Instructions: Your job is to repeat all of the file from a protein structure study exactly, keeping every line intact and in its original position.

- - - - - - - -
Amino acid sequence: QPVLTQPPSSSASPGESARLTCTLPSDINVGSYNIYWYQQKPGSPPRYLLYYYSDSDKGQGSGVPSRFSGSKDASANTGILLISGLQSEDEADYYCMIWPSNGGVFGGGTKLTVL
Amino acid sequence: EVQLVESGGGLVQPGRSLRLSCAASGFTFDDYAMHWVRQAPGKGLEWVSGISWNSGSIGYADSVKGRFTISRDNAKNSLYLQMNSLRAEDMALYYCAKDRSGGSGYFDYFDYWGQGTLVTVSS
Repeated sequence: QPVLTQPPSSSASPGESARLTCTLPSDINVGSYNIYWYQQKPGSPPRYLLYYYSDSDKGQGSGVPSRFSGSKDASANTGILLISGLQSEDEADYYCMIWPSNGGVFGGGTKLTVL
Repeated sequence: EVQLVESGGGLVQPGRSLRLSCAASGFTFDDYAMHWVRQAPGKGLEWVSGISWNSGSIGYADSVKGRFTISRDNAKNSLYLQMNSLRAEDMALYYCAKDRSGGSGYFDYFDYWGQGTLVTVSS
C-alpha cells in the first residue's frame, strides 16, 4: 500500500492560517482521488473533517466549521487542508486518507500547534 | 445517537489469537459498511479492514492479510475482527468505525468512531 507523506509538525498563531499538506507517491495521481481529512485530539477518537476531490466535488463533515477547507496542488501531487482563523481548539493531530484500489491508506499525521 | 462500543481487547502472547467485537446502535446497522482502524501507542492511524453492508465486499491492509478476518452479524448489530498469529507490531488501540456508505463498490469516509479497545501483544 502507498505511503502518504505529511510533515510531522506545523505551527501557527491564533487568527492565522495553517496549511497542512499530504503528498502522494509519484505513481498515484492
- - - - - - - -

Amino acid sequence: QPVLTQPPSSSASPGESARLTCTLPSDINVGSYNIYWYQQKPGSPPRYLLYYYSDSDKGQGSGVPSRFSGSKDASANTGILLISGLQSEDEADYYCMIWPSNGGVFGGGTKLTVL
Amino acid sequence: EVQLVESGGGLVQPGRSLRLSCAASGFTFDDYAMHWVRQAPGKGLEWVSGISWNSGSIGYADSVKGRFTISRDNAKNSLYLQMNSLRAEDMALYYCAKDRSGGSGYFDYFDYWGQGTLVTVSS
Repeated sequence: QPVLTQPPSSSASPGESARLTCTLPSDINVGSYNIYWYQQKPGSPPRYLLYYYSDSDKGQGSGVPSRFSGSKDASANTGILLISGLQSEDEADYYCMIWPSNGGVFGGGTKLTVL
Repeated sequence: EVQLVESGGGLVQPGRSLRLSCAASGFTFDDYAMHWVRQAPGKGLEWVSGISWNSGSIGYADSVKGRFTISRDNAKNSLYLQMNSLRAEDMALYYCAKDRSGGSGYFDYFDYWGQGTLVTVSS
C-alpha cells in the first residue's frame, strides 16, 4: 500500500492560517482521488473533517466549521487542508486518507500547534 | 445517537489469537459498511479492514492479510475482527468505525468512531 507523506509538525498563531499538506507517491495521481481529512485530539477518537476531490466535488463533515477547507496542488501531487482563523481548539493531530484500489491508506499525521 | 462500543481487547502472547467485537446502535446497522482502524501507542492511524453492508465486499491492509478476518452479524448489530498469529507490531488501540456508505463498490469516509479497545501483544 502507498505511503502518504505529511510533515510531522506545523505551527501557527491564533487568527492565522495553517496549511497542512499530504503528498502522494509519484505513481498515484492